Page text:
A new study shows that imaging of brain activity with functional near-infrared spectroscopy might offer a more accurate and reliable way to distinguish impairment from cannabis intoxication
Interns in the Child Clinical Psychology Elective spend approximately half of their direct clinic services time in the Child Psychiatry Outpatient Clinic. This patient population is economically and culturally diverse and includes children and families with multiple psychological, social, and medical problems. Typical referral problems include anxiety disorders, depression/mood disorders, ADHD and parenting difficulties. Additionally, interns have the option of gaining experience in behavioral medicine by seeing children that are referred by various pediatric medical services, including gastroenterology and endocrinology through the outpatient clinic. The interns obtain closely supervised experiences in individual child therapy, cognitive behavioral therapy, parent guidance interventions and family therapy. On average, interns see approximately eight to ten patients (individuals or families) per week.
Child interns also do a six-month, four-hour per week rotation providing service for adult psychiatric inpatients on a locked, inpatient psychiatric unit located on Blake 11.
Assessment & Evaluation
Interns provide psychological and neuropsychological evaluations through the Learning and Emotional Assessment Program (LEAP). Interns become familiar with basic approaches to pediatric neuropsychological functioning of children and adolescents. Emphasis is placed upon the assessment of learning problems and developmental disabilities, but the interns also gain expertise in tests of emotional functioning and projective measures, as many of the referrals present with a mixture of learning, behavioral and emotional difficulties. On average, the interns perform two to three test batteries per month.
Interns gain experience throughout the year in school consultation and liaison. More specifically, the intern gains experiences in extrapolating the consultation process to school environments, examines child and adolescent development within the context of schools, and helps patients and families obtain appropriate educational services including 504 plans and individual educational plans (IEPs). In addition to this experience, interns are provided with numerous opportunities to consult with pediatricians, psychiatrists, and medical specialties within the hospital regarding psychological treatment and assessment of pediatric patients.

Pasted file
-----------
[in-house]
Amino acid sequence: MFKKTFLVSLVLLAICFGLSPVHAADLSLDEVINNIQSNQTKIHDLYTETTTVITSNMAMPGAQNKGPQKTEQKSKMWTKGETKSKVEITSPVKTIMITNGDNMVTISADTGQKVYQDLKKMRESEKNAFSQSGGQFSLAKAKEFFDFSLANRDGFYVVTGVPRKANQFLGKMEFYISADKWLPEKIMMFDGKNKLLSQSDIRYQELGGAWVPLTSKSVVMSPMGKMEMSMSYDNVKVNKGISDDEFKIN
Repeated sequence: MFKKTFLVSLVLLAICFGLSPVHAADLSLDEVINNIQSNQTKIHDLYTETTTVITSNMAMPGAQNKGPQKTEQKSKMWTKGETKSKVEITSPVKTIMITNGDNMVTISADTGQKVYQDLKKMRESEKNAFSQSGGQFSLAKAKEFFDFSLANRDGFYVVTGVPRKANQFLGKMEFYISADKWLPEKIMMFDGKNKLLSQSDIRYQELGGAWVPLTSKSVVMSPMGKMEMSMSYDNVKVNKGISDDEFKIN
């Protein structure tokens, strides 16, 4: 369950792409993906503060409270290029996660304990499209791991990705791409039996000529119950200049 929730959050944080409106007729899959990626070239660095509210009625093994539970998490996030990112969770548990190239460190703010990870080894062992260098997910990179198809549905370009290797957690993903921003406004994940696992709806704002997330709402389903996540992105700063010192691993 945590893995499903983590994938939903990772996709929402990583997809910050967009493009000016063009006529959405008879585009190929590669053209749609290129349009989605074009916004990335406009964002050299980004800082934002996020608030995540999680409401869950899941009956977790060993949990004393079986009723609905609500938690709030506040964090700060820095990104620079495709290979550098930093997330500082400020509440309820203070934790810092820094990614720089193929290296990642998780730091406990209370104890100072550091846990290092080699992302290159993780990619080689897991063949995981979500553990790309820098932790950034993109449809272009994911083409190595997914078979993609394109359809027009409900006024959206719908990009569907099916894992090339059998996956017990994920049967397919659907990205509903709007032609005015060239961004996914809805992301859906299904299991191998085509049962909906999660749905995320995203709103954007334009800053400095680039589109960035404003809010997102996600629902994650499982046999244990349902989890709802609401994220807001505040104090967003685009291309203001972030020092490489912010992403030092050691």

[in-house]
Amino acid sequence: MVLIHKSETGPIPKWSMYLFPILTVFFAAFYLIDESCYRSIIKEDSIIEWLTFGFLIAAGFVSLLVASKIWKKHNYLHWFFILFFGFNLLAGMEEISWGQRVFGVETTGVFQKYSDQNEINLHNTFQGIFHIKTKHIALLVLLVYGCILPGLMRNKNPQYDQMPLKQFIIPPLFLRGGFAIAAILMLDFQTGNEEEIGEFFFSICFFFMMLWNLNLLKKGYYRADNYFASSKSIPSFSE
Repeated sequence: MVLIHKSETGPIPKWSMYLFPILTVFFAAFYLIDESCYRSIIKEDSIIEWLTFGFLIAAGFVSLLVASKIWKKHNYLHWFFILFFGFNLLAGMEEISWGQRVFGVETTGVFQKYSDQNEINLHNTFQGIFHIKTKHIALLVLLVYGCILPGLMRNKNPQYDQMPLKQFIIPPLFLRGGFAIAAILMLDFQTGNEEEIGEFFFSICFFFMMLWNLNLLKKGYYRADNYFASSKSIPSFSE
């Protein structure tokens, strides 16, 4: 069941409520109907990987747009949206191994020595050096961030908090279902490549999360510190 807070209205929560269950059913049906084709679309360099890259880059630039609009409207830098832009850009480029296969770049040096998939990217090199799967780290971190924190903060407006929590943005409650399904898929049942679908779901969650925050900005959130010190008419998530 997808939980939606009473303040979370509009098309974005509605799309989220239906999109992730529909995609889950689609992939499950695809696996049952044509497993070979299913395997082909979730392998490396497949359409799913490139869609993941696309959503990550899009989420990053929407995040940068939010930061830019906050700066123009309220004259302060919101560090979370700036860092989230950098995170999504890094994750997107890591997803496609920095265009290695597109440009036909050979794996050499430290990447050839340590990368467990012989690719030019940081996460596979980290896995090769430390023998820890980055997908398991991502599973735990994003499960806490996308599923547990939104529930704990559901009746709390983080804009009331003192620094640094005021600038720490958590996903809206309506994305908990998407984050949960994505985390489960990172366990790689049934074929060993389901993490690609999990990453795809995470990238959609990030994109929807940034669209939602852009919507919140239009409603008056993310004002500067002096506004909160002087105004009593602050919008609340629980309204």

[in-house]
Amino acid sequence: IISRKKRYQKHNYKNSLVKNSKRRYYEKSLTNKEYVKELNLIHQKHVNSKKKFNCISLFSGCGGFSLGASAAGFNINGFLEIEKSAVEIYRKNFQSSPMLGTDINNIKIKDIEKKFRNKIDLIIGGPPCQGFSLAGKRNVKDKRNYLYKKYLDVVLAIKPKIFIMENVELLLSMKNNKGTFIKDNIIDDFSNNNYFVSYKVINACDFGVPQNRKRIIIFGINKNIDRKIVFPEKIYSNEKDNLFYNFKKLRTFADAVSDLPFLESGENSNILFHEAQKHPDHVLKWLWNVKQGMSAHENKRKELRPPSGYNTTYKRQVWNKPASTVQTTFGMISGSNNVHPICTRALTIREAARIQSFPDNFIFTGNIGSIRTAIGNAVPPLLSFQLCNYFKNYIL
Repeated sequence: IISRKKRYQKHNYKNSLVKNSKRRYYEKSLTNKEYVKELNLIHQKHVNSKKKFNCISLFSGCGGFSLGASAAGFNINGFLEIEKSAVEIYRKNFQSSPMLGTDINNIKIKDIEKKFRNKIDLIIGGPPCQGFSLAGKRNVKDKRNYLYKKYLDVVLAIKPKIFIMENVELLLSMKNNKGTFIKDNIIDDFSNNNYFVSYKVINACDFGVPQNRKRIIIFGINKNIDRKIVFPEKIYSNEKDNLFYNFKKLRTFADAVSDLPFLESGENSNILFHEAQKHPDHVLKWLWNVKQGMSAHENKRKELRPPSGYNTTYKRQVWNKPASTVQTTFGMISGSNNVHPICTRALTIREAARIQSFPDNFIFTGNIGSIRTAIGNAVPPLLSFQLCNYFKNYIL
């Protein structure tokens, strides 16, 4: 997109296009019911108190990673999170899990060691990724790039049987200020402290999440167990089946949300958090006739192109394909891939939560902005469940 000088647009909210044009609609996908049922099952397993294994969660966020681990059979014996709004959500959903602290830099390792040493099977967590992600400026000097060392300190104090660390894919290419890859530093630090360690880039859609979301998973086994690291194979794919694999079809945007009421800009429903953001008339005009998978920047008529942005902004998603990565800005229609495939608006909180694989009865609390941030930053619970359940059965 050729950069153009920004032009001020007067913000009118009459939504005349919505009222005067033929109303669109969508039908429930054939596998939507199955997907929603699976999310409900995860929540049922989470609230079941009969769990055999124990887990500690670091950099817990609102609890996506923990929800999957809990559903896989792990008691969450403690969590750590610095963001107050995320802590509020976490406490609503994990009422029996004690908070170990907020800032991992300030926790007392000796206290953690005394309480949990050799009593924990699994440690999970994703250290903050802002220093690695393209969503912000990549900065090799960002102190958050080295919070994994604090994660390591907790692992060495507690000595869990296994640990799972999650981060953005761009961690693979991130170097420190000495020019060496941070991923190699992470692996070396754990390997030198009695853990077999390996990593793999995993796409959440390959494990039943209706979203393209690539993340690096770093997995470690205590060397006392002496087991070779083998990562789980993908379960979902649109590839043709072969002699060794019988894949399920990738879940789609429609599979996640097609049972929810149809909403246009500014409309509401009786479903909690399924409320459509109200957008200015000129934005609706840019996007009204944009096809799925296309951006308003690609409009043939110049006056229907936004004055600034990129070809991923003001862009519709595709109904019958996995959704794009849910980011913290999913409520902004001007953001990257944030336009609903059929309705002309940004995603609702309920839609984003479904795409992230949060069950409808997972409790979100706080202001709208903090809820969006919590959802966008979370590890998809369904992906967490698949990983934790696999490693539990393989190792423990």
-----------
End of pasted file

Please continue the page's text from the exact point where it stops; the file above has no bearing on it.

Child interns integrate research literature into their ongoing clinical and assessment practices. In addition, there is a strong history of child interns participating in ongoing research projects within the department of psychiatry and within specialty areas of medicine (e.g., neurology, endocrinology, behavioral medicine).
In addition to the internship core didactics, the following seminars are required:
- Family therapy seminar: 1 hour per week
- Child cognitive behavioral seminar: 1 hour per week
- Child psychology seminar: 1 hour per week
- Individual psychotherapy supervision: 2 hours per week (1 hour of cognitive behavioral therapy supervision, 1 hour of integrative psychotherapy supervision)
- Family therapy supervision: 1 hour per week
- Assessment and testing supervision: 1-2 hours per week
- Press Release
- Dec | 21 | 2021
Findings help clarify mixed results from previous studies.
- Press Release
- Nov | 9 | 2021
Like the rings of a tree, teeth contain growth lines that may reveal clues about childhood experiences.
- Clinician Resource
- Nov | 4 | 2021
Our employees have access to additional resources, including a range of virtual support tools, services, and programs (log-in required).
- Oct | 26 | 2021
Blum Center Program: Helping Teens Build Healthy Relationships and Recognize Early Signs of Unhealthy Ones
How can we support teens in developing healthy peer and dating relationships? In this presentation, Archana Basu, PhD, of Child and Adolescent Psychiatry focuses on the building blocks of children’s peer relationships, signs of unhealthy dating and how teens can foster healthy connections.
- Oct | 20 | 2021
Alex Keuroghlian, MD, MPH provides an overview of care for transgender and gender diverse communities. He discusses inequities within a gender minority stress framework and proposes culturally responsive clinical practices for building inclusive, affirming and trauma-informed care environments.